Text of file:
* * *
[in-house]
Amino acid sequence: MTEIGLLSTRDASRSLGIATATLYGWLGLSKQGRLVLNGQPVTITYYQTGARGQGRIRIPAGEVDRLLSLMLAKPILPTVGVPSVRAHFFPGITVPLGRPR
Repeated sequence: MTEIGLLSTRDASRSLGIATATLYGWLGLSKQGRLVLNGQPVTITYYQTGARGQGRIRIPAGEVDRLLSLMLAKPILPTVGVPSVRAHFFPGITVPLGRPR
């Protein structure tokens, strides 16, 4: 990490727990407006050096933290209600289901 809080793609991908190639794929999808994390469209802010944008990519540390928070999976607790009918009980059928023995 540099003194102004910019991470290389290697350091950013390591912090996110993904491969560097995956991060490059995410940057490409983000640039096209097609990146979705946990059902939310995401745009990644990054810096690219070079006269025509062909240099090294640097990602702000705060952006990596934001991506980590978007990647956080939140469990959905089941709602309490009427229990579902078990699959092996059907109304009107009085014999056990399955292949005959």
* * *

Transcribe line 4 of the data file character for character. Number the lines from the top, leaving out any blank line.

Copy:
């Protein structure tokens, strides 16, 4: 990490727990407006050096933290209600289901 809080793609991908190639794929999808994390469209802010944008990519540390928070999976607790009918009980059928023995 540099003194102004910019991470290389290697350091950013390591912090996110993904491969560097995956991060490059995410940057490409983000640039096209097609990146979705946990059902939310995401745009990644990054810096690219070079006269025509062909240099090294640097990602702000705060952006990596934001991506980590978007990647956080939140469990959905089941709602309490009427229990579902078990699959092996059907109304009107009085014999056990399955292949005959």